American Farmers Offer Assistance to Ethiopia’s Agriculture Sector

Monday, March 31, 2014

125 Volunteers to Work with Ethiopian Smallholder Farmers

Dr. James V. Worstell (left) and USAID Ethiopia Mission Director Dennis Weller at the launch of USAID's Farmer-to-Farmer program
Dr. James V. Worstell (left) and USAID Ethiopia Mission Director Dennis Weller at the launch of USAID's Farmer-to-Farmer program in Ethiopia. Dr. Worstell is the first of 125 American farmers who are coming to Ethiopia to work with Ethiopian farmers.
Robert Sauers, USAID Ethiopia

Addis Ababa, Ethiopia -- USAID Ethiopia Mission Director Dennis Weller announced that Catholic Relief Services (CRS) is joining the Farmer-to-Farmer (F2F) program at an event in Addis Ababa where one of the first new volunteers was introduced. The F2F program connects farmers in the United States with their counterparts in East Africa for training and technical assistance. In addition to Ethiopia, the CRS program will include volunteer assignments in Tanzania, Uganda, and Kenya.

With support from the government of the United States, through the U.S. Agency for International Development (USAID), CRS will place approximately 125 U.S. volunteers with farmer groups and organizations that assist local farmers in Ethiopia. The first CRS-led F2F project in Ethiopia aims to bring improvements in grains production and marketing. F2F will later target the horticulture value chains as well as others. This is the first time CRS has managed the F2F program which has been in existence for 28 years. Through the program, CRS will build on fifty years of experience supporting the development of more prosperous and resilient agricultural livelihoods for Ethiopia’s smallholder farmers.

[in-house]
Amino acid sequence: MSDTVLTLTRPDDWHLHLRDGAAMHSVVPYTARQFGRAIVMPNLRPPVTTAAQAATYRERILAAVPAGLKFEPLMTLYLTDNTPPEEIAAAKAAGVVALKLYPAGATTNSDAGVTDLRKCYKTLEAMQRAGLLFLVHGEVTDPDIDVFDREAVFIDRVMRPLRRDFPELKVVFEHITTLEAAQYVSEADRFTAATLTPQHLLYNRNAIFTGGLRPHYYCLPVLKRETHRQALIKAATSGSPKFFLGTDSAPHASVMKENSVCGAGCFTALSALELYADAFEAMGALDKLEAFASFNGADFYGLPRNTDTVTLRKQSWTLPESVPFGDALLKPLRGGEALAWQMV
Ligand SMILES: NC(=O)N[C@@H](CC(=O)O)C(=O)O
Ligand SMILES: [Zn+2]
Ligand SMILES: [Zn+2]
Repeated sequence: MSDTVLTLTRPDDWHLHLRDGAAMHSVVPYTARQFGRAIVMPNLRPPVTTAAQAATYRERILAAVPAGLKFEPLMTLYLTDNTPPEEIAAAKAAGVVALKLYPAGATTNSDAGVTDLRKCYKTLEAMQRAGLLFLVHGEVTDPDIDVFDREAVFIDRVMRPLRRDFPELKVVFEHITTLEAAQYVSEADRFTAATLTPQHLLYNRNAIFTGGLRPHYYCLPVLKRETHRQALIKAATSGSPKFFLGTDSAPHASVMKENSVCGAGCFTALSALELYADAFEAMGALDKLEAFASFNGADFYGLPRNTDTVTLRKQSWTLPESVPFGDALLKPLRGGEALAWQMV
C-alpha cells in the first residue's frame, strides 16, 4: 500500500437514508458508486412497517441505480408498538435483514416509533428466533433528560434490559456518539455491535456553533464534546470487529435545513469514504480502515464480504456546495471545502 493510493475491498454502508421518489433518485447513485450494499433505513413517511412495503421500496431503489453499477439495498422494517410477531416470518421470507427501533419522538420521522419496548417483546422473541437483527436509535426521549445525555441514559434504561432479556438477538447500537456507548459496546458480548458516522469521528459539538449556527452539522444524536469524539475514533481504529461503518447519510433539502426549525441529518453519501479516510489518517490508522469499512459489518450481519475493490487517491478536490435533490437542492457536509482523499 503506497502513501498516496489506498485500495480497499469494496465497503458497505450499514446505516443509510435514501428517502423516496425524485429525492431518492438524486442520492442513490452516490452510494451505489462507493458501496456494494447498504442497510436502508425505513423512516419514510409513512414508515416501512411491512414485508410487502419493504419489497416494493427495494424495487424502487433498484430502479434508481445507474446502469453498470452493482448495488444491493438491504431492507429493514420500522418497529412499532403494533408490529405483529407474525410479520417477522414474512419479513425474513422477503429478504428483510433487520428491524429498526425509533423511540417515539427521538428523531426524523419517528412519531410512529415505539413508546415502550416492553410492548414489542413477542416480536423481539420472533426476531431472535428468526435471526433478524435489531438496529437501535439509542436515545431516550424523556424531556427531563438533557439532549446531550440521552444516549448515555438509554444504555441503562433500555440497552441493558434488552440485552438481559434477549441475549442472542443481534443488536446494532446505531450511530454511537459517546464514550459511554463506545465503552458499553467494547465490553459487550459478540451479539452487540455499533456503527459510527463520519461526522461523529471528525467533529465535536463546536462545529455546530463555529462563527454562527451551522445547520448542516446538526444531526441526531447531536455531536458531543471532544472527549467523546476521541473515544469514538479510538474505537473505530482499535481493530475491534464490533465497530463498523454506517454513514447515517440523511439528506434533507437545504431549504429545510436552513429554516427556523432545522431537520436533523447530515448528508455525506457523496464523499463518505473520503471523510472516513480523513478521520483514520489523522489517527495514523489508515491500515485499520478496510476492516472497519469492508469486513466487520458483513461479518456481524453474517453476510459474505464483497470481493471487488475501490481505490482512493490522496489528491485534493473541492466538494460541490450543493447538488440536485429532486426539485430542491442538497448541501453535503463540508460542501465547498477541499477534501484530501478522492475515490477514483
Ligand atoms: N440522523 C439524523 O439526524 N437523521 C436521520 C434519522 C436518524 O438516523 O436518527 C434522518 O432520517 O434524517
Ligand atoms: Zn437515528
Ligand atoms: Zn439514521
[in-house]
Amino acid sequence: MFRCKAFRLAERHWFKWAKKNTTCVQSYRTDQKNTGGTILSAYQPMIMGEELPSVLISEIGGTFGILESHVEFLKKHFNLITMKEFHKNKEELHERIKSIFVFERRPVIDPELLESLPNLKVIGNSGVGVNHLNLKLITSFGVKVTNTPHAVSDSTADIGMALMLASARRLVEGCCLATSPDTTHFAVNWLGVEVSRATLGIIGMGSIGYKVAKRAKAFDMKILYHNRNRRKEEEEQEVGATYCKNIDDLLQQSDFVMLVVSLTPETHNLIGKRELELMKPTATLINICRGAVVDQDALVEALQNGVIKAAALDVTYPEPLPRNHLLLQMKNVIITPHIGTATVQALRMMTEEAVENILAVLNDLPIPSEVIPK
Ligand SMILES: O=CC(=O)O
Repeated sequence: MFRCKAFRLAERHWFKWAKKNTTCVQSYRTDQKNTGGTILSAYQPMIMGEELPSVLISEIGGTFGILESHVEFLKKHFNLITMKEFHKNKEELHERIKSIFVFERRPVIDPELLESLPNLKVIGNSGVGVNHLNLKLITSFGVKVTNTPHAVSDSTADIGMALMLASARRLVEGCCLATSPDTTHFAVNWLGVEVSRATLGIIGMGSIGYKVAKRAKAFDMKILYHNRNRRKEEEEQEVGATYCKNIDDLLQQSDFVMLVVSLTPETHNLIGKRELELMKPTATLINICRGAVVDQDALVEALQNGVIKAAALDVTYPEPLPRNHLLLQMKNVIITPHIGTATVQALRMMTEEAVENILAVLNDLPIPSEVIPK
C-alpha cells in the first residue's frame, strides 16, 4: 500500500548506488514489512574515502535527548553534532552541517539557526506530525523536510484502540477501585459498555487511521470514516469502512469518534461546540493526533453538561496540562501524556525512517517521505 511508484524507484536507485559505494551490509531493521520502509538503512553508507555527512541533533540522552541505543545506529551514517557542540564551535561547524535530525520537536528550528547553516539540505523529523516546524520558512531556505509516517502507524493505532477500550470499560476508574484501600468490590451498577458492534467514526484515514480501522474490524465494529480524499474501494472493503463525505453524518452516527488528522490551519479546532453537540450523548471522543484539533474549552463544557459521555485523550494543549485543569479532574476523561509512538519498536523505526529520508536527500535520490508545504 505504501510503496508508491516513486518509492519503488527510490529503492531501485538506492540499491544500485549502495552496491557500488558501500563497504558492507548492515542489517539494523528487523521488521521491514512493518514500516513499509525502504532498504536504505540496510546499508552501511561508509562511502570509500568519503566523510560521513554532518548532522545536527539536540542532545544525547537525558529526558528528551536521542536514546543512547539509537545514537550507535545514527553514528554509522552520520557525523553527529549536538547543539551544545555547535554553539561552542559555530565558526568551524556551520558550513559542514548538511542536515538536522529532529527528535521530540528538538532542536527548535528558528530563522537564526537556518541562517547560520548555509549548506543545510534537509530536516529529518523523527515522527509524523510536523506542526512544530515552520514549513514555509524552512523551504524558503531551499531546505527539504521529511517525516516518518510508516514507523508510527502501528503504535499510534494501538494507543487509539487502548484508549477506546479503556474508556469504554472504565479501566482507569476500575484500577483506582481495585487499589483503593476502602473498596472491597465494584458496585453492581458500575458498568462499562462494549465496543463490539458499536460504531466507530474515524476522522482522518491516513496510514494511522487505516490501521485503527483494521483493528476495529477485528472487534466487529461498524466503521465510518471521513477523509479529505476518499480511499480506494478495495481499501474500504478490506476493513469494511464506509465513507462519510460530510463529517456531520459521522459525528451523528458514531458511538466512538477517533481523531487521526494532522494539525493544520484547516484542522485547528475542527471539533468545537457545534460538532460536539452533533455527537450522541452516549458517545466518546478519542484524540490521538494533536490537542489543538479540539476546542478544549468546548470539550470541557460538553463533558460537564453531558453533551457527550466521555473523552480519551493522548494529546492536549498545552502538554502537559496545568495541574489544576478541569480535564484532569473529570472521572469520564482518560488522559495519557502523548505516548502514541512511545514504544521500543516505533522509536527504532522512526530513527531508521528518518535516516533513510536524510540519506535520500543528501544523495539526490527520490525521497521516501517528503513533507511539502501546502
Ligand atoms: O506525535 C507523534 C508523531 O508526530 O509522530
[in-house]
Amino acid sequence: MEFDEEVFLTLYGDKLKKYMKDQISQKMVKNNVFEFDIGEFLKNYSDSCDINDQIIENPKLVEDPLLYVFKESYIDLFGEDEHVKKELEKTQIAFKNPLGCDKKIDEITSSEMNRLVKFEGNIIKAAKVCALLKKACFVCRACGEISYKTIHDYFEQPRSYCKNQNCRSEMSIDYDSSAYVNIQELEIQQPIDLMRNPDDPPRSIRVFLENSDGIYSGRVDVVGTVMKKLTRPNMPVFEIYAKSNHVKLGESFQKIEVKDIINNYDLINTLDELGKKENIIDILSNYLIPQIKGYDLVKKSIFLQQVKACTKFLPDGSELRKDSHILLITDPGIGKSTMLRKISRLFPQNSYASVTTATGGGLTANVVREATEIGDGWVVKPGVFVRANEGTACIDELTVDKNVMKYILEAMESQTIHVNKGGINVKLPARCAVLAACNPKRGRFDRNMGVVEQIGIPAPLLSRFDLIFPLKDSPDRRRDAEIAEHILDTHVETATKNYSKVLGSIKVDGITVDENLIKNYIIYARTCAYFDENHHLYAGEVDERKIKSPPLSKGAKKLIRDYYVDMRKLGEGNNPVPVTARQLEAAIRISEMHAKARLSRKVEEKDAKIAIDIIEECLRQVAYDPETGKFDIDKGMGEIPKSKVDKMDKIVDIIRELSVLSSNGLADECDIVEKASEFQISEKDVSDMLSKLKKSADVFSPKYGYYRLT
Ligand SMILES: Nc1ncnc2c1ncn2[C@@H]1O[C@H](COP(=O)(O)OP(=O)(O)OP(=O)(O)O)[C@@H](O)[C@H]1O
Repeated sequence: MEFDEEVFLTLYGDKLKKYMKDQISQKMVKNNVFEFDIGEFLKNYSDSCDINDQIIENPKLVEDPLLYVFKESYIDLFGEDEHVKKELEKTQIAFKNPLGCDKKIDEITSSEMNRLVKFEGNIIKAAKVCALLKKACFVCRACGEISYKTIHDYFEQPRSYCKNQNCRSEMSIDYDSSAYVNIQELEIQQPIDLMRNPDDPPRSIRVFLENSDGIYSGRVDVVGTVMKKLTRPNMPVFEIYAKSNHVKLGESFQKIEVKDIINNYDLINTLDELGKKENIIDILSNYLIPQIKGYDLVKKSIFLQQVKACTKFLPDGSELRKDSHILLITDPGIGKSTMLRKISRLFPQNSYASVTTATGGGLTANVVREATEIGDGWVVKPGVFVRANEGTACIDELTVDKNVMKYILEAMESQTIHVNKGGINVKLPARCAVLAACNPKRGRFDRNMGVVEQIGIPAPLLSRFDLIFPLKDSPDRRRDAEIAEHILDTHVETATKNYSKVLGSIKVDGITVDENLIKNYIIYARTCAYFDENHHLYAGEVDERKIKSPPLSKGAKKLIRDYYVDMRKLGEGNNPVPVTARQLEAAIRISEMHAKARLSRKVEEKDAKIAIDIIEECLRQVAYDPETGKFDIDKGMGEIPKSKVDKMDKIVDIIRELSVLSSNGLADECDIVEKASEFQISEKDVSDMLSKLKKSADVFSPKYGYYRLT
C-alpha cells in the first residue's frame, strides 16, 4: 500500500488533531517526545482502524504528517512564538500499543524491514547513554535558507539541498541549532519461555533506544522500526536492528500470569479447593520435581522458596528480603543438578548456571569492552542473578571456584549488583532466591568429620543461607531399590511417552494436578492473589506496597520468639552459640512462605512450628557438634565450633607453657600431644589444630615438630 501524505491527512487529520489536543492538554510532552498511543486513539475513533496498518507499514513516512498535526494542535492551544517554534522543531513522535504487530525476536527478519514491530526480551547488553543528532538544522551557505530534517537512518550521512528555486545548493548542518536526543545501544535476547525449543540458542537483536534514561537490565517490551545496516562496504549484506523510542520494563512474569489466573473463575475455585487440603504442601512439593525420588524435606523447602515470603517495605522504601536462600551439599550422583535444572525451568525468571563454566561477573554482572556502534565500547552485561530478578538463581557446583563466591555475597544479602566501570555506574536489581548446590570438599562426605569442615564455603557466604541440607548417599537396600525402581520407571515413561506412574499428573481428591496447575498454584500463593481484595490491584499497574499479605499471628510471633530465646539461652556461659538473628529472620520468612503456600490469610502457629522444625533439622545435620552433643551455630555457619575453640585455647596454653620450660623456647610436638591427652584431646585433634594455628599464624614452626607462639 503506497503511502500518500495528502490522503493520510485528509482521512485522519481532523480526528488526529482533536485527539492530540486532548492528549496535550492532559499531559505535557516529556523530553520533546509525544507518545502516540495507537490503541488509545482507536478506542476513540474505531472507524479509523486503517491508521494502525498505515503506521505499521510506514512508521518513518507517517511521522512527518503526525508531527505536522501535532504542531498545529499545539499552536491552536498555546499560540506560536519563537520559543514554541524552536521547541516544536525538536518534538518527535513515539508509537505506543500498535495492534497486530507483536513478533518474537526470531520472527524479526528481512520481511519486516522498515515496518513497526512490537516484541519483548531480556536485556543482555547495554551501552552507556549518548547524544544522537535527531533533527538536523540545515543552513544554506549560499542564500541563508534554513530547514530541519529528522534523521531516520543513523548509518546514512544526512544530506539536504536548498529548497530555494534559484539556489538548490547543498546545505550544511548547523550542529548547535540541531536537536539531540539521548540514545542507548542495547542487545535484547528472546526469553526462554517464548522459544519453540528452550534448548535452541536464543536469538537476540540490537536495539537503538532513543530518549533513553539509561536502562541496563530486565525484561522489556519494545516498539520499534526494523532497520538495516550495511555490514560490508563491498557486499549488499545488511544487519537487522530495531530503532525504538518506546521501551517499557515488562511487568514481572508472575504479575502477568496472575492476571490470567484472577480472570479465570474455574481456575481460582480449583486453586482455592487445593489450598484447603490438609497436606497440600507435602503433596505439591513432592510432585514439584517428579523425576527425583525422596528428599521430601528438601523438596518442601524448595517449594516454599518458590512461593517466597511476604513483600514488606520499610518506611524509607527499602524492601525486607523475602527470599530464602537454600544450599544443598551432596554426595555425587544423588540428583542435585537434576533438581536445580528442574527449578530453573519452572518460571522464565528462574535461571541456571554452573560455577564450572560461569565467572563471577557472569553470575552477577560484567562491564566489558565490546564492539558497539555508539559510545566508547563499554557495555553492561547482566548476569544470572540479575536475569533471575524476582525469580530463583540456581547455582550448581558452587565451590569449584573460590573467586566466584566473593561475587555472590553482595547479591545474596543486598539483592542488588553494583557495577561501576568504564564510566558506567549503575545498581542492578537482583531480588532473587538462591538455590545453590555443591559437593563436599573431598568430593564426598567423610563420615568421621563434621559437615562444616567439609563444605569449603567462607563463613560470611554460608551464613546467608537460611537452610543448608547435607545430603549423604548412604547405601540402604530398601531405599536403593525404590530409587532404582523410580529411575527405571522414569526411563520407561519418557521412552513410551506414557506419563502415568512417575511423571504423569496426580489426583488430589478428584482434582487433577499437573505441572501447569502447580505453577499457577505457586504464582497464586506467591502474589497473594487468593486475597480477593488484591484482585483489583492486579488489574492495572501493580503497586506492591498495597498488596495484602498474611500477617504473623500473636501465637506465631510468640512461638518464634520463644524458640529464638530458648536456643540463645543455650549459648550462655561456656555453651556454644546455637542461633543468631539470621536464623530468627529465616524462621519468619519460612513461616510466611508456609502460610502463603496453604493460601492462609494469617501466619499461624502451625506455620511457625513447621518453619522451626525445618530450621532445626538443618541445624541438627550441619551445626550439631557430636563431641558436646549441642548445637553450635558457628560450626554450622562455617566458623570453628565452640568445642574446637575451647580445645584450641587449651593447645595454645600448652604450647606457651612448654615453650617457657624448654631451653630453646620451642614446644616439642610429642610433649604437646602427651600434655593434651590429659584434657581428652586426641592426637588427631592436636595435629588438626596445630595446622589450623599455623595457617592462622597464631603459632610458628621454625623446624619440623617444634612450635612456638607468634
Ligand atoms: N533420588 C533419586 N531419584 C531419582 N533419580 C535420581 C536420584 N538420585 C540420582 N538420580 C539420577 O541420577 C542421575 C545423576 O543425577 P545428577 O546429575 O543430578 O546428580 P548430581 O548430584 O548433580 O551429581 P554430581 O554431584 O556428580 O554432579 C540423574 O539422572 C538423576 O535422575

USAID Mission Director Weller, who noted he started his career as a farmer, explained the significance of the exchange activity: “The Farmer-to-Farmer program is a unique part of USAID's Feed the Future Initiative in Ethiopia in its ability to engage American farmers, agricultural business people, and educators, and link them directly with their Ethiopian counterparts. The fruits of this exchange are increased productivity and incomes, and a greater understanding of how we live and work in different settings that is mutually beneficial to Americans and to Ethiopians.”

In East Africa, CRS’ plans to develop and fulfill 500 volunteer assignments over the five-year life of the program, focusing on agriculture, food security and nutrition. U.S. volunteers will travel to East Africa for approximately 2-4 weeks, their expenses covered by a grant from USAID.

“One thing we are certain of is that this program will be beneficial not just to farmers in East Africa, but also to the volunteers from America,” Bruce White, CRS director for the F2F Program, said. “It’s going to make the world a little bit closer for everyone involved.”

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Last updated: June 02, 2016

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